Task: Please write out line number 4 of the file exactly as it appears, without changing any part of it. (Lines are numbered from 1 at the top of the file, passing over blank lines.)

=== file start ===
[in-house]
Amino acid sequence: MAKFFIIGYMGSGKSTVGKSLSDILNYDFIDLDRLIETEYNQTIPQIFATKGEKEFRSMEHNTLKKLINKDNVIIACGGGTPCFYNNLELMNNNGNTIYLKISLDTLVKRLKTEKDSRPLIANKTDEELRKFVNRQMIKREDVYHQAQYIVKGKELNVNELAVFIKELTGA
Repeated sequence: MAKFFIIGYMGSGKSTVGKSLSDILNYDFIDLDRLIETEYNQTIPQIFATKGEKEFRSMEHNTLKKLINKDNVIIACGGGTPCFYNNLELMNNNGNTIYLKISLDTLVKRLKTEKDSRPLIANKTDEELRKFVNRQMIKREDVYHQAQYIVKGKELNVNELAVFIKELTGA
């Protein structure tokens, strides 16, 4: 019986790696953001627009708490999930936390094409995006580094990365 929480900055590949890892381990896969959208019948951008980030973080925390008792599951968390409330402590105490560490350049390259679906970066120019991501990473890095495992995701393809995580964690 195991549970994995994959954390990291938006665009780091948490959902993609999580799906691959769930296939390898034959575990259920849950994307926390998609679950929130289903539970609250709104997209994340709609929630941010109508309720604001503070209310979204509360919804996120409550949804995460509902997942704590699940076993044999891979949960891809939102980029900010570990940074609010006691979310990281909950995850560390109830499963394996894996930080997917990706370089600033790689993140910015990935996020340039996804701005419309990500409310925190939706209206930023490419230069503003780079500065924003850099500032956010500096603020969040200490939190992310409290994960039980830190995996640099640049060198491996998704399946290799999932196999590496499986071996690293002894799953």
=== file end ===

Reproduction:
């Protein structure tokens, strides 16, 4: 019986790696953001627009708490999930936390094409995006580094990365 929480900055590949890892381990896969959208019948951008980030973080925390008792599951968390409330402590105490560490350049390259679906970066120019991501990473890095495992995701393809995580964690 195991549970994995994959954390990291938006665009780091948490959902993609999580799906691959769930296939390898034959575990259920849950994307926390998609679950929130289903539970609250709104997209994340709609929630941010109508309720604001503070209310979204509360919804996120409550949804995460509902997942704590699940076993044999891979949960891809939102980029900010570990940074609010006691979310990281909950995850560390109830499963394996894996930080997917990706370089600033790689993140910015990935996020340039996804701005419309990500409310925190939706209206930023490419230069503003780079500065924003850099500032956010500096603020969040200490939190992310409290994960039980830190995996640099640049060198491996998704399946290799999932196999590496499986071996690293002894799953």